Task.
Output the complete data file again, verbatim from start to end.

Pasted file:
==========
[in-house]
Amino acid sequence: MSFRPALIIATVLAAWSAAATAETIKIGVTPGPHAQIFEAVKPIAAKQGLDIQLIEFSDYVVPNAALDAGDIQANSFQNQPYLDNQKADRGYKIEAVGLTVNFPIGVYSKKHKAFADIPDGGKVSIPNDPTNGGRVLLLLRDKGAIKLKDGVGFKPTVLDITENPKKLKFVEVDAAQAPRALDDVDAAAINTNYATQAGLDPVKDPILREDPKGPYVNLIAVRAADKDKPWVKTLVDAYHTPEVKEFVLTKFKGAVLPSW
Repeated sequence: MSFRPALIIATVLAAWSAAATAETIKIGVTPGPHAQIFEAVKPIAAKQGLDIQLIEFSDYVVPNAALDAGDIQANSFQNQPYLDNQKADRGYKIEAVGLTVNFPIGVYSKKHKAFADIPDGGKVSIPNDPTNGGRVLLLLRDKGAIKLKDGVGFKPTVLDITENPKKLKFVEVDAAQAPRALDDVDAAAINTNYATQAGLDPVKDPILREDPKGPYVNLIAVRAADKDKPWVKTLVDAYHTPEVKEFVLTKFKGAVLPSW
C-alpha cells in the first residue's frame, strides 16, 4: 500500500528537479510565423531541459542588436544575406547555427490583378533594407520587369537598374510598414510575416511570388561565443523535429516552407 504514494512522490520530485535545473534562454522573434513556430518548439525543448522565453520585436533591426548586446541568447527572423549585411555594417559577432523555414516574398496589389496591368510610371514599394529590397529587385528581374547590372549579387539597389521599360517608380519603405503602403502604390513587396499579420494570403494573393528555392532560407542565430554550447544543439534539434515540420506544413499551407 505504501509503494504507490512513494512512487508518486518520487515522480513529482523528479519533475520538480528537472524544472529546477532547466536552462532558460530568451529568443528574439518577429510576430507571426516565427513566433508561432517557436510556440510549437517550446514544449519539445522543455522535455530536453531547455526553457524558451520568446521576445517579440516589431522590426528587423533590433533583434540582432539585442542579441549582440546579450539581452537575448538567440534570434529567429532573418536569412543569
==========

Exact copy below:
[in-house]
Amino acid sequence: MSFRPALIIATVLAAWSAAATAETIKIGVTPGPHAQIFEAVKPIAAKQGLDIQLIEFSDYVVPNAALDAGDIQANSFQNQPYLDNQKADRGYKIEAVGLTVNFPIGVYSKKHKAFADIPDGGKVSIPNDPTNGGRVLLLLRDKGAIKLKDGVGFKPTVLDITENPKKLKFVEVDAAQAPRALDDVDAAAINTNYATQAGLDPVKDPILREDPKGPYVNLIAVRAADKDKPWVKTLVDAYHTPEVKEFVLTKFKGAVLPSW
Repeated sequence: MSFRPALIIATVLAAWSAAATAETIKIGVTPGPHAQIFEAVKPIAAKQGLDIQLIEFSDYVVPNAALDAGDIQANSFQNQPYLDNQKADRGYKIEAVGLTVNFPIGVYSKKHKAFADIPDGGKVSIPNDPTNGGRVLLLLRDKGAIKLKDGVGFKPTVLDITENPKKLKFVEVDAAQAPRALDDVDAAAINTNYATQAGLDPVKDPILREDPKGPYVNLIAVRAADKDKPWVKTLVDAYHTPEVKEFVLTKFKGAVLPSW
C-alpha cells in the first residue's frame, strides 16, 4: 500500500528537479510565423531541459542588436544575406547555427490583378533594407520587369537598374510598414510575416511570388561565443523535429516552407 504514494512522490520530485535545473534562454522573434513556430518548439525543448522565453520585436533591426548586446541568447527572423549585411555594417559577432523555414516574398496589389496591368510610371514599394529590397529587385528581374547590372549579387539597389521599360517608380519603405503602403502604390513587396499579420494570403494573393528555392532560407542565430554550447544543439534539434515540420506544413499551407 505504501509503494504507490512513494512512487508518486518520487515522480513529482523528479519533475520538480528537472524544472529546477532547466536552462532558460530568451529568443528574439518577429510576430507571426516565427513566433508561432517557436510556440510549437517550446514544449519539445522543455522535455530536453531547455526553457524558451520568446521576445517579440516589431522590426528587423533590433533583434540582432539585442542579441549582440546579450539581452537575448538567440534570434529567429532573418536569412543569